Jesse Williams' speech; a curriculum in wokeness

I considered writing this last night, but I needed time to savor every morsel of Jesse Williams' BET Humanitarian Award acceptance speech. My soul feasted on the nourishment of his words as I slept. I woke up more conscious, renewed, and determined - strong in all of my black girl magic.

I will start here; I do not typically watch the BET Awards in real time. I often have other (more important) things to do than experience the hottest trap artist or sit through a painful, unfunny bit with a reality star. But last night…last night I was supernaturally compelled to tune in - after the opening performance, of course (sips limeade). I thought my curiosity was about the Prince Tribute, and shout out to Sheila E. for smashing the stage, but clearly there was a greater purpose. His name is Jesse Williams.

To be clear, I am not a novice to Mr. Williams’ community efforts. He has been vocal for some time and I have been here for it all along. He consistently has one of the loudest voices in moments of civil unrest, as our brothers and sisters get slaughtered in the streets, jail cells, police cars, etc. Jesse is unapologetic in his beliefs and is not afraid to speak and walk in truth - regardless of his profession or heritage. And while I believe him to be a warrior, I cannot stand with the #jesseforpresident hashtag. Jesse is not who lives in the White House. Jesse is who folks in the White House are accountable to.

Big ups to BET for allowing truth bombs to be dropped all over the stage like pyrotechnics. That was incredibly ballsy and absolutely necessary. Here’s the thing, though, were the folks who needed to hear this truth, listening? Have they read the transcript? I’m not sure, cause listen, I know LOTS of folks who think they are super down with the cause, and nan one of them has said ONE DAMN WORD about this here speech. Wonder why(?) How can you so love a culture – its asses, hair, lips, music, and vernacular, but when the rubber meets the road, you go mute, or you’re on some “all lives matter” ish? Real question. I really want to understand this.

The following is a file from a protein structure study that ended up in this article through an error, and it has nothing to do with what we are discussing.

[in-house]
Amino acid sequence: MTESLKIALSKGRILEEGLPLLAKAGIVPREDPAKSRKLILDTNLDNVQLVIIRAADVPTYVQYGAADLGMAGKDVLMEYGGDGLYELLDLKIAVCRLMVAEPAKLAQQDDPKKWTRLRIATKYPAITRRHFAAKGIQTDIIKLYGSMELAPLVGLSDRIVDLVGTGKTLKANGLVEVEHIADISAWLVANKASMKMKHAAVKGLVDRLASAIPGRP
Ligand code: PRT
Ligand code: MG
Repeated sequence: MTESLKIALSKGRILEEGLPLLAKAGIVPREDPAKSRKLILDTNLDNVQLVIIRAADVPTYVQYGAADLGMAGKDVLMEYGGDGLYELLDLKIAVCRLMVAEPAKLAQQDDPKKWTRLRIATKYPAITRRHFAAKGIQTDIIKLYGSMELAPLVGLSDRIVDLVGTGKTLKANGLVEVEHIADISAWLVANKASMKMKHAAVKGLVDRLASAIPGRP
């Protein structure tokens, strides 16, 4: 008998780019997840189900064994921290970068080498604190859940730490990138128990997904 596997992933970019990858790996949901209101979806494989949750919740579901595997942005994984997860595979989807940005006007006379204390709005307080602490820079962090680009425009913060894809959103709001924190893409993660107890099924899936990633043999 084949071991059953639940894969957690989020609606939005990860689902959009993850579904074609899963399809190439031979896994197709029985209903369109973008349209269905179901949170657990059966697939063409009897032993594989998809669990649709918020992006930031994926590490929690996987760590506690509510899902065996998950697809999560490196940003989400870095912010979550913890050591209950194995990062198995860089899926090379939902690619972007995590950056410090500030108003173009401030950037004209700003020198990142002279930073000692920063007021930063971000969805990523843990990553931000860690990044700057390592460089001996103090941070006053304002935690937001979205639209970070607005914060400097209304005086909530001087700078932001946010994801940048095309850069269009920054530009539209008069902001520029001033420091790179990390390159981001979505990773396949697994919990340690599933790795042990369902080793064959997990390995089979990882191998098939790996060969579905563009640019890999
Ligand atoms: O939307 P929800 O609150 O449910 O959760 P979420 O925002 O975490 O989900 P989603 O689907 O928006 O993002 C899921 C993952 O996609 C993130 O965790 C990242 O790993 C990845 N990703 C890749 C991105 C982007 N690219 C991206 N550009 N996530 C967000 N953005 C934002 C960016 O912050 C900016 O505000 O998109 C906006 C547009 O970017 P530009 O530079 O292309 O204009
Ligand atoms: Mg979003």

Jesse’s speech was so full of knowledge, as I continue to read it, I find more and more nuggets. I am going to just post those points that are haunting me.

“Tell Rakia Boyd how it’s so much better to live in 2012 than it is to live in 1612 or 1712, tell that to Eric Garner, tell that to Sandra Bland tell that to Dorian Hunt. Now the thing is though, all of us in here getting money, that alone isn’t gonna stop this. Alright? Now dedicating our lives to getting money just to give it right back for someone’s brand on our body when we spent centuries praying with brands on our bodies, and now we pray to get paid for brands on our bodies. There has been no war that we have not fought and died on the frontlines of, there has been no job that we have not done, there is no tax they haven’t levied against us. But freedom is somehow always conditional here. “You’re free,” they keep telling us, "but she would’ve been alive if she hadn’t acted so... free.” Now freedom is always coming in the hereafter, but you know what though, the hereafter is a hustle. We want it now.

“The burden of the brutalized is not to comfort the bystander. That’s not our job. Stop with all that. If you have a critique for the resistance, for our resistance, then you better have an established record of critique of our oppression. If you have no interest in equal rights for black people, then do not make suggestions to those who do. Sit down.

We’ve been floating this country on credit for centuries, yo. And we’re done watching and waiting while this invention called whiteness uses and abuses us, burying black people out of sight and out of mind while extracting our culture, our dollars, our entertainment like oil, black “gold. Ghettoizing and demeaning our creations, then stealing them, gentrifying our genius, and then trying us on like costumes before discarding our bodies like rinds of strange fruit. The thing is though, that just because we’re magic doesn’t mean we’re not real.

I understand that we evolve into levels of consciousness at different stages. I am also quite aware that some of us deliberately avoid it. I pray that Jesse’s speech pricks that space in your spirit that is longing to be engaged.